Boston’s best home plate

Ballplayers are creatures of habit. They prefer routines.

Routines give players a sense of control — they find comfort in them.

On a hot streak, stick to the routine: Take the same route to the ballpark. Warm up with the same teammate. Eat the same meal.

Every day.

At the same time.

Till the streak is over.

Home-field advantage involves more than playing at your own ballpark and living nearby. It’s also about knowing where all the spots are: A barber to get your cut just right. The in-place to find your threads. Your favorite place to eat.

Food is more than sustenance, it can provide a whole other level of comfort, of rootedness, of home.

A taste of home

The smell of mangú, tostones or mofongo.

Arroz con gandules, congrí or frijoles.

Pernil, chivo or mariscos.

Whichever your favorite, you can’t go wrong.

Finding Latino food — whether arepas for Venezuelans and Colombians, tacos for Mexicans, or lechón asado for Puerto Ricans — can get complicated on a road trip. This is especially true for Latinos playing in small towns across the United States while in the minor leagues or even in some major league towns.

That is where Héctor Piña has found his life’s calling, to the good fortune of those who live in the Boston area. The Dominican native has made a career of throwing down in restaurant kitchens from Cambridge to South Boston, cooking up the familiar food that helps Latino ballplayers feel at home.

Piña understands baseball’s special place in the hearts of Dominicans, whether they grew up on the island or in the States.

“Baseball is really part of being Dominican,” Piña explained.

As a child in the Dominican, the game was everywhere and anywhere, all you needed was some ingenuity.

“Any piece of lemon you find, whatever, you play baseball with. You improvise, and you have seen that in the kids in Dominican Republic. You get a ball, you get a bunch of kids and you start playing baseball,” he said.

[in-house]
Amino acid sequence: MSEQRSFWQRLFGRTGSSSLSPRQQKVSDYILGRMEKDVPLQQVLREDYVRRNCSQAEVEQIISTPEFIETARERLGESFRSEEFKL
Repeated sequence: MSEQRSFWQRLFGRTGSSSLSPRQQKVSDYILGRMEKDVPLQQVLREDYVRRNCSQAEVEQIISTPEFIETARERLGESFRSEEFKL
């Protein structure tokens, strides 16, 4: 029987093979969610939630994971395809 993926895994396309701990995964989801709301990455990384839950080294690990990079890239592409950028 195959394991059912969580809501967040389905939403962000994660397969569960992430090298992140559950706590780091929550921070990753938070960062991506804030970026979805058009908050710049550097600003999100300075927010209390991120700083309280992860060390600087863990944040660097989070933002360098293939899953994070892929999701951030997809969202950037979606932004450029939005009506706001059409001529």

Being able to cook for Latino ballplayers allows the Boston restaurateur to blend two of his great loves — baseball and food.

Fuel for Big Papi

Piña arrived in Boston as the Red Sox were making their 1986 World Series run. Little did he know that the heartbreak of that season — and the Curse of the Bambino — would eventually come to an end, or that he would play an important, behind-the-scenes role by keeping Latino players on the Sox hearty, healthy and happy.

Piña opened his first restaurant in the Boston neighborhood of Jamaica Plain in 1994.

“I named it Merengue, because it was food from the Dominican Republic, traditional food,” Piña said.

“And ballplayers started coming in. And when they were in town, they always look for it, the Dominican food.”

In 2000, David Ortiz — he wasn’t Big Papi yet — came through Boston as a member of the Minnesota Twins. In search of a place to get authentic Dominican food, Ortiz was told to go to Merengue, about three miles from Fenway Park.

He did, and hasn’t stopped coming since.

“I knew about David because my dad was in the Dominican Republic. He always told me, ‘You know, Escogido has a great player now. His name is David Ortiz.’”